GRAYSON COUNTY, TX -- A new study shows more young adults are leaving home and moving out of state.
New census data shows that despite the slow recovering economy, young adults are leaving college towns and their parents' homes, and moving out of state.
Across the nation, young adults from 25-29 are leaving behind their lives as they know it, and packing up to move to high-tech cities.
"They're not really tied down to that financial dependency. They don't have that high bills hanging over their head. They have been living smart. They've been living with not a lot of debt so they can jump to the jobs that have been starting to open up," said Belinda Spears, branch manager at Express Employment Professional.
But some students in Texas disagree.
"I always grew up in Texas I don't plan on leaving," said Kimberly Ngyuen, Grayson College student.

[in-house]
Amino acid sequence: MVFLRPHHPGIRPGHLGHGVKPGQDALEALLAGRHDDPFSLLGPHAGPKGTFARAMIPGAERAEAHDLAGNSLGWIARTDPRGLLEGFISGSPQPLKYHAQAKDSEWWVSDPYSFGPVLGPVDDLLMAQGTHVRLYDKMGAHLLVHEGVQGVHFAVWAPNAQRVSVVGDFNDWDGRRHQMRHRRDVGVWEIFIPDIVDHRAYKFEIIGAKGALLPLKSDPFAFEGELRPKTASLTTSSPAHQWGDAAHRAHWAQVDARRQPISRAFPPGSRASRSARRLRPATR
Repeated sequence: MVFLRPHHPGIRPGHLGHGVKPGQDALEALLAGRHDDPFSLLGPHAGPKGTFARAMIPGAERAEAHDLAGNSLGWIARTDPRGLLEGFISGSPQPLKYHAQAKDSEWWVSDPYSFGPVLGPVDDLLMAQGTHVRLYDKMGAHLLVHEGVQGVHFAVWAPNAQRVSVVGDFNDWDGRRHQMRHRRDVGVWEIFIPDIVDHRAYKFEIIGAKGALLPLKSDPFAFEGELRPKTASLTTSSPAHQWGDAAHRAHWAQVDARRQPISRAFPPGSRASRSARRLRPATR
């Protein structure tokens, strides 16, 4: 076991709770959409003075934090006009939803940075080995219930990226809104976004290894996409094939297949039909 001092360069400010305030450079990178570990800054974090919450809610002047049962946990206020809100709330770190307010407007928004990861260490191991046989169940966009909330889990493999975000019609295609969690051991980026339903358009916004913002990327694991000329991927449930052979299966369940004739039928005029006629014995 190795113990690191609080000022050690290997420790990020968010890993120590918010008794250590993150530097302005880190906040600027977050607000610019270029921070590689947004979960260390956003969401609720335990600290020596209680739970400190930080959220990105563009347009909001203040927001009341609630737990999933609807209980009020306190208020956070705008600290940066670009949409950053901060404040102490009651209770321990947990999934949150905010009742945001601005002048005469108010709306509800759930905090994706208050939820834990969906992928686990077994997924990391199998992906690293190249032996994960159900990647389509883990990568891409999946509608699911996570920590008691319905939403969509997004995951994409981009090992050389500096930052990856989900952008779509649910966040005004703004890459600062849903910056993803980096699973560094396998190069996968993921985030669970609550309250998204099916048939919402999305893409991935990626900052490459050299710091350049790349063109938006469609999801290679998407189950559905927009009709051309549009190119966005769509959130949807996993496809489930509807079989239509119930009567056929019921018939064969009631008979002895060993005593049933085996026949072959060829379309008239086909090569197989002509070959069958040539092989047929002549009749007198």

"I've been living in Texas nearly all my life I'm 20 years old now. I'll probably visit other places but I'll probably stay in Texas," said Kedrian Perry, Grayson College student.
New census data shows that migration within the US fell to a record low in early 2011.
So, this new movement of young adults could mean a turn around for the rest.
"You know, the times have been coming for a while, we need them and the skills that they're bringing to the table and the knowledge that they've got. I think its exciting," said Spears.
"The economy goes up and down so you never know where places may take you, everything happens for a reason. For me Texas is the second biggest state in the united states and there's a lot of job offers here and its cheaper to live here," said Perry.
And its affecting Oklahoma too. Lieutenant Governor Todd Lamb is vocal on keeping Oklahoma grads in state.
"We have a very low cost of living, a great quality of life in Oklahoma, we'll educate your children really well. Its a great place to live," said Lamb.
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